down the tub

VicNicSor

Banned
Russian
A man is considered to have committed suicide in a bathtub, slashing his wrists. When Scully reads the autopsy record, she reads aloud "Cause of death... arterial hemorrhage...", a medical examiner comments on it:
— Four out of six liters of blood down the tub.
The X-Files, TV series

Does she actually mean "down the drain"? Because "down the tub" does not imply that the blood flowed away. It just says that the blood was still in the bath. On the bottom of it.
Thank you.
 
  • Juhasz

    Senior Member
    English - United States
    I think you're right. She meant "down the drain." The phrase, "down the tub" doesn't mean anything to me.
     

    SwissPete

    Senior Member
    Français (CH), AE (California)
    Source.
    down the tube/tubes
    1. (informal) if something goes down the tubes, it fails or disappears Our holiday plans went down the tube because of the train strike.
    2. (American informal) if someone goes down the tubes, they fail He's in danger of going down the tubes if he doesn't learn to get on with people at work.
     

    VicNicSor

    Banned
    Russian
    Then why did you try to tell me it meant "across"? Do you think "he poured it down the drain" means "he poured it across the drain"? :confused:
    No. Not across. Along!:) That's what I said.
    "Down" is a preposition which has the same meaning as "down the road", at least -- that's the only meaning that fits here I've found.
     

    Glenfarclas

    Senior Member
    English (American)
    Everything you've said is accurate, but it still doesn't change for a minute the fact that you can pour things down a sink.

    If you'd like to see things from the point of view of the rest of us for a minute, how would you respond to someone who told you, "No, a drain is a kind of opening that connects a sink to a pipe. So, really, you pour things through a drain. Maybe people do say 'down a drain' in uneducated and colloquial speech, but that's technically wrong, and what they are actually trying to say is 'through a drain.' " ?
     

    Myridon

    Senior Member
    English - US
    I think "pouring liquid down the sink" contains two ideas -- pouring it into the sink, and the liquid going down the drain.

    Because, technically, that's the only way the preposition "down" works.:confused:
    Native speakers do not speak "technically." We speak idiomatically and it is idiomatic to say "pour it down the sink" even if you pour it directly into the drain hole.
     

    JulianStuart

    Senior Member
    English (UK then US)
    I don't. As I said above:

    It's just I always check with dictionaries.:D
    The WRF definition of down as a preposition seems reasonably clear:D
    • used to indicate movement from a higher to a lower position: they went down the mountain
    • at a lower or further level or position on, in, or along: he ran down the street
    Liquids usually flow down - downhill, down the tube , down the drain, pour it down the sink. "Down the tub" is unusual only because not many people dispose of things in a tub compared to the number who pour things down the sink. Unusual doens't mean incorrect, informal or even colloquial.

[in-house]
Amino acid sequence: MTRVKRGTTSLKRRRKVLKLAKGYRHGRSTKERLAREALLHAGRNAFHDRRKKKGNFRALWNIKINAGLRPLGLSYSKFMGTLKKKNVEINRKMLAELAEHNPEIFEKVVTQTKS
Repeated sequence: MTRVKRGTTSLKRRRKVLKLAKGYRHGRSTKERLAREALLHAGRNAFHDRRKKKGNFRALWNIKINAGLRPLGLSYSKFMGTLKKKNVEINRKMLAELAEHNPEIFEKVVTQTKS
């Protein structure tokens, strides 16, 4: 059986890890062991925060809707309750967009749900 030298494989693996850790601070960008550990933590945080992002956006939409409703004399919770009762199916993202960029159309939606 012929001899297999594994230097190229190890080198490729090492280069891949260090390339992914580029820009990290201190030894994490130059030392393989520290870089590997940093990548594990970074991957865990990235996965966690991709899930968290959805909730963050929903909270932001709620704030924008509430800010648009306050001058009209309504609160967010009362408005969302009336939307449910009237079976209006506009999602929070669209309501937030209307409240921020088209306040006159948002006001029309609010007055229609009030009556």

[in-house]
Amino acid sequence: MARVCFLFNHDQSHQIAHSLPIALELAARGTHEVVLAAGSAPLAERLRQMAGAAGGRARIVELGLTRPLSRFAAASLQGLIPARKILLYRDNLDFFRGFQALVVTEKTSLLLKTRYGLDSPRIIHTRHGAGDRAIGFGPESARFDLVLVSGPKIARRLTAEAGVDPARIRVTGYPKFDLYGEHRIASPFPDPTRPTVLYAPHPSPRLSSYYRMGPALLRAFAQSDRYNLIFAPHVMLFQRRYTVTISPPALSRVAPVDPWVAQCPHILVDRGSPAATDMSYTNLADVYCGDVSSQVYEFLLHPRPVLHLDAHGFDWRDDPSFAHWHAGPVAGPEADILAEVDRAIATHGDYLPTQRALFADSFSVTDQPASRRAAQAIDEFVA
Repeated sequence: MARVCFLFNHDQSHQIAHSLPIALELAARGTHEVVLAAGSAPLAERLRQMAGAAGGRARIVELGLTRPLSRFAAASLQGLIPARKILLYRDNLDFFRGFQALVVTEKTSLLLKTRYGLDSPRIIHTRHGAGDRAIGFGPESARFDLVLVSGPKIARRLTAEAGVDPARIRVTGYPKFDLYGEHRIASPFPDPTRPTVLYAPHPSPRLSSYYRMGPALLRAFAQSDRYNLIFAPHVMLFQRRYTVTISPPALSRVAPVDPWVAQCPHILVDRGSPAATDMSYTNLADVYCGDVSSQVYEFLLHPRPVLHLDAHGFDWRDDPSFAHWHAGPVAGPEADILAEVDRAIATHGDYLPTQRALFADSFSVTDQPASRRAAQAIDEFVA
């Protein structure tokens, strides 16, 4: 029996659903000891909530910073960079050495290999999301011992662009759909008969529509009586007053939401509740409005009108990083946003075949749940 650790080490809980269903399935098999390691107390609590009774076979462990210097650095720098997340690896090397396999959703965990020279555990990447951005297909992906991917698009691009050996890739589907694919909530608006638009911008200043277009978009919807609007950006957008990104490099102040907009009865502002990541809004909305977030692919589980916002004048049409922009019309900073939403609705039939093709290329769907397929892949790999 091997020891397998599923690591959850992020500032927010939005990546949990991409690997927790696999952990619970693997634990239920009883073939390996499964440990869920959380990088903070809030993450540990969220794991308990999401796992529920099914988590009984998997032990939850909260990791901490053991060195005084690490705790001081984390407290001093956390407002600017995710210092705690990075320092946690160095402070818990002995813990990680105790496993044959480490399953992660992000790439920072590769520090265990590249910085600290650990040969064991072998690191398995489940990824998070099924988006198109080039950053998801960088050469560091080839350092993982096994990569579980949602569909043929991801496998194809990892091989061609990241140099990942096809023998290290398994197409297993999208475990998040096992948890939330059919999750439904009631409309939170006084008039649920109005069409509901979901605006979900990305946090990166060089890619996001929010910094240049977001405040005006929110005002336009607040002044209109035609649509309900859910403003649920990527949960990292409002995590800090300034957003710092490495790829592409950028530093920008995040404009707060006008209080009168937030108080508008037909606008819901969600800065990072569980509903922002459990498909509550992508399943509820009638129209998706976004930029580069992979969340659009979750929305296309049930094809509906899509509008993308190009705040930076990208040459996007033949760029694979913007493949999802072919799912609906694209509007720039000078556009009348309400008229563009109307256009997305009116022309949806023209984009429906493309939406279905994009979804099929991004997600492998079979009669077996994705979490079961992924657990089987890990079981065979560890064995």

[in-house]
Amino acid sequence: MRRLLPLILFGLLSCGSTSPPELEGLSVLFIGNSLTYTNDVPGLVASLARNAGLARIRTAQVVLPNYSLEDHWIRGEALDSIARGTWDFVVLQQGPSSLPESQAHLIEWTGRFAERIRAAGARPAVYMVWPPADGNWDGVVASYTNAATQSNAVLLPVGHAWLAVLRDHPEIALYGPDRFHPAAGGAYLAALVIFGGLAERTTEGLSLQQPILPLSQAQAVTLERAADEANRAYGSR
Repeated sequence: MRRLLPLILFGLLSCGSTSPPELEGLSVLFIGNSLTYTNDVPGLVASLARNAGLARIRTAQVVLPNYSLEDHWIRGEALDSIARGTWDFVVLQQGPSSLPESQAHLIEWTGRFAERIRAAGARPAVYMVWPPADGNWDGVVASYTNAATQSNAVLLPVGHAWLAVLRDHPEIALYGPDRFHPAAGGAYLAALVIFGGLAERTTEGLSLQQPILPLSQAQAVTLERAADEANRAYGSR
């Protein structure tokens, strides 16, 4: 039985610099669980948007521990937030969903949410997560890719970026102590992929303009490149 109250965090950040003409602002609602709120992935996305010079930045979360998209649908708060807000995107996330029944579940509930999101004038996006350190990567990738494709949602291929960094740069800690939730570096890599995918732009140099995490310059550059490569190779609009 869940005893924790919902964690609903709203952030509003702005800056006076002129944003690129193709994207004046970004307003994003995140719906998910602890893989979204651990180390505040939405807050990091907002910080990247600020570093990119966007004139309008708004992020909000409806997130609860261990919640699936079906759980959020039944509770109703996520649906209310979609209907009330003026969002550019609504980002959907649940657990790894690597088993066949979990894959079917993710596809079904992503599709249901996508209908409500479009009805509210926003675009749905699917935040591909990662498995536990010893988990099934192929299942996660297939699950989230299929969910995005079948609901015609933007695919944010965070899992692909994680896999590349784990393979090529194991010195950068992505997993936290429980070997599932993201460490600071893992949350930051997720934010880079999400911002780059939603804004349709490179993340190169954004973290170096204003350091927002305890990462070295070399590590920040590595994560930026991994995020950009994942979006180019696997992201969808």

VicNicSor

    Banned
    Russian
    Liquids usually flow down - downhill, down the tube , down the drain, pour it down the sink.
    I think it's the verb that makes the difference:
    flow down - downhill, down the tube , down the drain
    is different from
    pour it down the sink

    In the first case it flows itself all the way down the whatever.

    In the latter, the act of pouring finishes at the drain hole, and the act of flowing down the pipe starts:confused: That is -- liquid can't "flow down the sink".
     

    JulianStuart

    Senior Member
    English (UK then US)
    I think it's the verb that makes the difference:
    flow down - downhill, down the tube , down the drain
    is different from
    pour it down the sink

    In the first case it flows itself all the way down the whatever.

    In the latter, the act of pouring finishes at the drain hole, and the act of flowing down the pipe starts:confused: That is -- liquid can't "flow down the sink".
    If you hold the bottle and pour it into the sink the liquid will flow from a higher position (the mouth of the bottle) to a lower position (into the sink and then on its way) - that is the meaning of down used in the dictionary definition. But hey, I'm only a native speaker:(:(:(
     
    The WRF definition of down as a preposition seems reasonably clear:D
    Liquids usually flow down - downhill, down the tube , down the drain, pour it down the sink. "Down the tub" is unusual only because not many people dispose of things in a tub :thumbsup: compared to the number who pour things down the sink. :thumbsup: Unusual doens't mean incorrect, informal or even colloquial. :thumbsup:

    (Also, let's not forget that tubs and sinks are hollow concave objects of varying degrees whose interior sides slope inwardly down(wards.)

     

    srk

    Senior Member
    English - US
    SwissPete said:
    down the tube
    Our holiday plans went down the tube because of the train strike.
    Sorry, what did you mean by that...?
    I agree with others who say that "down the tub" is odd, but I can imagine a smirk on Mulder's face when he says it. They've been talking about a tub, and Mulder might find it funny to substitute "tub" for "tube." It sounds like X-Files humor to me.
     
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